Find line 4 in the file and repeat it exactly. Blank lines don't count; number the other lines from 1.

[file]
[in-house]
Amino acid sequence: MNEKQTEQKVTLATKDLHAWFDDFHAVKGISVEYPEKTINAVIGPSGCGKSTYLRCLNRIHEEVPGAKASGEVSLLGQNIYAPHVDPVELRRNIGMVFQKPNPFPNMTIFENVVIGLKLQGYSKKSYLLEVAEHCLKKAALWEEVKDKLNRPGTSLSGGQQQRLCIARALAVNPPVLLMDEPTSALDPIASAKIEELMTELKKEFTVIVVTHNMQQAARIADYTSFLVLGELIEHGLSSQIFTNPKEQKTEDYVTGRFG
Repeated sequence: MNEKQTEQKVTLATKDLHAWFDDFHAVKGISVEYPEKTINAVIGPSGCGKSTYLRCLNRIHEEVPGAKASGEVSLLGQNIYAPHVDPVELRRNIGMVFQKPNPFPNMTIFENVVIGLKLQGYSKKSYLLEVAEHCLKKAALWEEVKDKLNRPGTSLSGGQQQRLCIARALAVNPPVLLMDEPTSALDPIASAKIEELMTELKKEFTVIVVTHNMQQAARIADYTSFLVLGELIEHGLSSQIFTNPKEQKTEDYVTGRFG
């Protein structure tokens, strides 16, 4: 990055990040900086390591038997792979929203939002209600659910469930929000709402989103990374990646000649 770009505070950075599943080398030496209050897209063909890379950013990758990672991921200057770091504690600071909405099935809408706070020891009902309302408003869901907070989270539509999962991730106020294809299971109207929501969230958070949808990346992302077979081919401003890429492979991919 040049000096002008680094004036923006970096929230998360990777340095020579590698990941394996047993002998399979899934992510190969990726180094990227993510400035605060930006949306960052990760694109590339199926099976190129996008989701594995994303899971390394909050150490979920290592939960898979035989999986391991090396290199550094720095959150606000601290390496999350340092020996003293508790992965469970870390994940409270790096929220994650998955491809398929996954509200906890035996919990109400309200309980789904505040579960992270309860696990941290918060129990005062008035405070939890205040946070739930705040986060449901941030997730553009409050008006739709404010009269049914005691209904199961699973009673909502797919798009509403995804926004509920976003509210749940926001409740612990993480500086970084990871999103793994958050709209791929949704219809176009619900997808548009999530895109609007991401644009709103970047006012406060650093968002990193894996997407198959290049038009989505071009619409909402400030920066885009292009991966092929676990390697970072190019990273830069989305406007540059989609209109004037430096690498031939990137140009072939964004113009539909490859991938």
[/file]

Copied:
């Protein structure tokens, strides 16, 4: 990055990040900086390591038997792979929203939002209600659910469930929000709402989103990374990646000649 770009505070950075599943080398030496209050897209063909890379950013990758990672991921200057770091504690600071909405099935809408706070020891009902309302408003869901907070989270539509999962991730106020294809299971109207929501969230958070949808990346992302077979081919401003890429492979991919 040049000096002008680094004036923006970096929230998360990777340095020579590698990941394996047993002998399979899934992510190969990726180094990227993510400035605060930006949306960052990760694109590339199926099976190129996008989701594995994303899971390394909050150490979920290592939960898979035989999986391991090396290199550094720095959150606000601290390496999350340092020996003293508790992965469970870390994940409270790096929220994650998955491809398929996954509200906890035996919990109400309200309980789904505040579960992270309860696990941290918060129990005062008035405070939890205040946070739930705040986060449901941030997730553009409050008006739709404010009269049914005691209904199961699973009673909502797919798009509403995804926004509920976003509210749940926001409740612990993480500086970084990871999103793994958050709209791929949704219809176009619900997808548009999530895109609007991401644009709103970047006012406060650093968002990193894996997407198959290049038009989505071009619409909402400030920066885009292009991966092929676990390697970072190019990273830069989305406007540059989609209109004037430096690498031939990137140009072939964004113009539909490859991938």